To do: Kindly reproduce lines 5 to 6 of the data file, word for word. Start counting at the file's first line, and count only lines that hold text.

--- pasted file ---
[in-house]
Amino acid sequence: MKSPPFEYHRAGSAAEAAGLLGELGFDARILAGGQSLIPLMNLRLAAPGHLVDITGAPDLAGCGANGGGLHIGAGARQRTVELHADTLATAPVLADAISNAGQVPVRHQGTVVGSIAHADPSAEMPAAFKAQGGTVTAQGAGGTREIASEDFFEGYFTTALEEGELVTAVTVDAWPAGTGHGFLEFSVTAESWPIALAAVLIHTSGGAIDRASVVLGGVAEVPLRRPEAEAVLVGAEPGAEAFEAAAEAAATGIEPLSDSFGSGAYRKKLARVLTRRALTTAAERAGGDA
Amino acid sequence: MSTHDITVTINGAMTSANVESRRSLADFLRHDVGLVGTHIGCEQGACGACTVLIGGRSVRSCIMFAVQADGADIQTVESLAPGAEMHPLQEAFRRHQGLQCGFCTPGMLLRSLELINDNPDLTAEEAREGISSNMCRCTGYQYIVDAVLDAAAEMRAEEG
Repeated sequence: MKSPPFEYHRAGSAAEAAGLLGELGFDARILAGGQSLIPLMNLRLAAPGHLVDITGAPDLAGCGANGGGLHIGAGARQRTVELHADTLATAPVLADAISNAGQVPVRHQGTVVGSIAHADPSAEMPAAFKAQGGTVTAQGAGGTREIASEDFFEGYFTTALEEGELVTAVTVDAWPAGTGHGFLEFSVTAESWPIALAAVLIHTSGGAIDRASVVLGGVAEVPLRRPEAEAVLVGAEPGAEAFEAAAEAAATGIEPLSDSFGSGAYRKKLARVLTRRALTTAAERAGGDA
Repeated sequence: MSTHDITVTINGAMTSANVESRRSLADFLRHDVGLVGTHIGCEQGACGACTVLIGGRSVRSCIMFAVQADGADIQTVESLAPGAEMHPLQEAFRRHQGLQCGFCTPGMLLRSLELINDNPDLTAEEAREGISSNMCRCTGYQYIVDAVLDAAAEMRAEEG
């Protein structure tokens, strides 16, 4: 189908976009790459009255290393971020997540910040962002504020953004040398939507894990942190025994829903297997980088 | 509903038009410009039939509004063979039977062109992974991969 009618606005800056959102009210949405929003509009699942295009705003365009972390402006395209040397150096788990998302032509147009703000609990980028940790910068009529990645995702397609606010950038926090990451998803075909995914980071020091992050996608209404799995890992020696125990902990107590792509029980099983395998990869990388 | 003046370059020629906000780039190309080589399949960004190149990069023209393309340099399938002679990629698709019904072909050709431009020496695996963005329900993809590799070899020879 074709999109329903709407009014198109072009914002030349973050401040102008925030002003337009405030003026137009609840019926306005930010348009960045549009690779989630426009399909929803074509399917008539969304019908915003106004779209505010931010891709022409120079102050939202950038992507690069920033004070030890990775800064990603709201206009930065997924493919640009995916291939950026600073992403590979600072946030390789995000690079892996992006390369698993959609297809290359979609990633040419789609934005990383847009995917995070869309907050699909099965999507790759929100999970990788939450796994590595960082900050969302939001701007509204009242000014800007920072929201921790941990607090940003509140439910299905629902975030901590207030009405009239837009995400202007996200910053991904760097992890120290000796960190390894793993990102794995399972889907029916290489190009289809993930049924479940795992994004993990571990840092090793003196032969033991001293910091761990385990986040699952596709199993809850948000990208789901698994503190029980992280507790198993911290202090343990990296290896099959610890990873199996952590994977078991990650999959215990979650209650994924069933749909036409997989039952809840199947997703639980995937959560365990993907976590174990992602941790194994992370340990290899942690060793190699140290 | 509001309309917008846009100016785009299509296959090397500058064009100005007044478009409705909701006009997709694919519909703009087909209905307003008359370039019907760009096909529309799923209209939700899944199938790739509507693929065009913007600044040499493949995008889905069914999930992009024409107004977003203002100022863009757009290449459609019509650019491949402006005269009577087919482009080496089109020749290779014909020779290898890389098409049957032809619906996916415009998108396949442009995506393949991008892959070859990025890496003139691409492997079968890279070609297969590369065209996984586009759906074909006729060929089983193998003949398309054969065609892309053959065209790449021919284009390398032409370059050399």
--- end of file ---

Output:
Repeated sequence: MSTHDITVTINGAMTSANVESRRSLADFLRHDVGLVGTHIGCEQGACGACTVLIGGRSVRSCIMFAVQADGADIQTVESLAPGAEMHPLQEAFRRHQGLQCGFCTPGMLLRSLELINDNPDLTAEEAREGISSNMCRCTGYQYIVDAVLDAAAEMRAEEG
């Protein structure tokens, strides 16, 4: 189908976009790459009255290393971020997540910040962002504020953004040398939507894990942190025994829903297997980088 | 509903038009410009039939509004063979039977062109992974991969 009618606005800056959102009210949405929003509009699942295009705003365009972390402006395209040397150096788990998302032509147009703000609990980028940790910068009529990645995702397609606010950038926090990451998803075909995914980071020091992050996608209404799995890992020696125990902990107590792509029980099983395998990869990388 | 003046370059020629906000780039190309080589399949960004190149990069023209393309340099399938002679990629698709019904072909050709431009020496695996963005329900993809590799070899020879 074709999109329903709407009014198109072009914002030349973050401040102008925030002003337009405030003026137009609840019926306005930010348009960045549009690779989630426009399909929803074509399917008539969304019908915003106004779209505010931010891709022409120079102050939202950038992507690069920033004070030890990775800064990603709201206009930065997924493919640009995916291939950026600073992403590979600072946030390789995000690079892996992006390369698993959609297809290359979609990633040419789609934005990383847009995917995070869309907050699909099965999507790759929100999970990788939450796994590595960082900050969302939001701007509204009242000014800007920072929201921790941990607090940003509140439910299905629902975030901590207030009405009239837009995400202007996200910053991904760097992890120290000796960190390894793993990102794995399972889907029916290489190009289809993930049924479940795992994004993990571990840092090793003196032969033991001293910091761990385990986040699952596709199993809850948000990208789901698994503190029980992280507790198993911290202090343990990296290896099959610890990873199996952590994977078991990650999959215990979650209650994924069933749909036409997989039952809840199947997703639980995937959560365990993907976590174990992602941790194994992370340990290899942690060793190699140290 | 509001309309917008846009100016785009299509296959090397500058064009100005007044478009409705909701006009997709694919519909703009087909209905307003008359370039019907760009096909529309799923209209939700899944199938790739509507693929065009913007600044040499493949995008889905069914999930992009024409107004977003203002100022863009757009290449459609019509650019491949402006005269009577087919482009080496089109020749290779014909020779290898890389098409049957032809619906996916415009998108396949442009995506393949991008892959070859990025890496003139691409492997079968890279070609297969590369065209996984586009759906074909006729060929089983193998003949398309054969065609892309053959065209790449021919284009390398032409370059050399």